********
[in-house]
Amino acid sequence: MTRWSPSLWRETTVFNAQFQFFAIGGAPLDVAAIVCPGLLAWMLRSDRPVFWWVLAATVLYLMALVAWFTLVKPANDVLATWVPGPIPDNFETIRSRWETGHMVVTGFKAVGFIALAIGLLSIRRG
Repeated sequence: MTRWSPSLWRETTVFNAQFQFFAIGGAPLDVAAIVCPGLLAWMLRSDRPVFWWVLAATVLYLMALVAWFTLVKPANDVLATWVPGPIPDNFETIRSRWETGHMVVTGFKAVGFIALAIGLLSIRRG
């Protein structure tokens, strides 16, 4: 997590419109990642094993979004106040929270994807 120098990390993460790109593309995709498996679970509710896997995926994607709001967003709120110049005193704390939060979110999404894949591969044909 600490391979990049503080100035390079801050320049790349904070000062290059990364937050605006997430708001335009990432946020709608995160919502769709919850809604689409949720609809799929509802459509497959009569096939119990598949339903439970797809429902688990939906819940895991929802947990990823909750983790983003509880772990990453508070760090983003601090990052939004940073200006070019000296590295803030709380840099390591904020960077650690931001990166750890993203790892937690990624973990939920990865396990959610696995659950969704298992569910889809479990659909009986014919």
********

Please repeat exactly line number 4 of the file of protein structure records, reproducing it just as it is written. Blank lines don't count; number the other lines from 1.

């Protein structure tokens, strides 16, 4: 997590419109990642094993979004106040929270994807 120098990390993460790109593309995709498996679970509710896997995926994607709001967003709120110049005193704390939060979110999404894949591969044909 600490391979990049503080100035390079801050320049790349904070000062290059990364937050605006997430708001335009990432946020709608995160919502769709919850809604689409949720609809799929509802459509497959009569096939119990598949339903439970797809429902688990939906819940895991929802947990990823909750983790983003509880772990990453508070760090983003601090990052939004940073200006070019000296590295803030709380840099390591904020960077650690931001990166750890993203790892937690990624973990939920990865396990959610696995659950969704298992569910889809479990659909009986014919």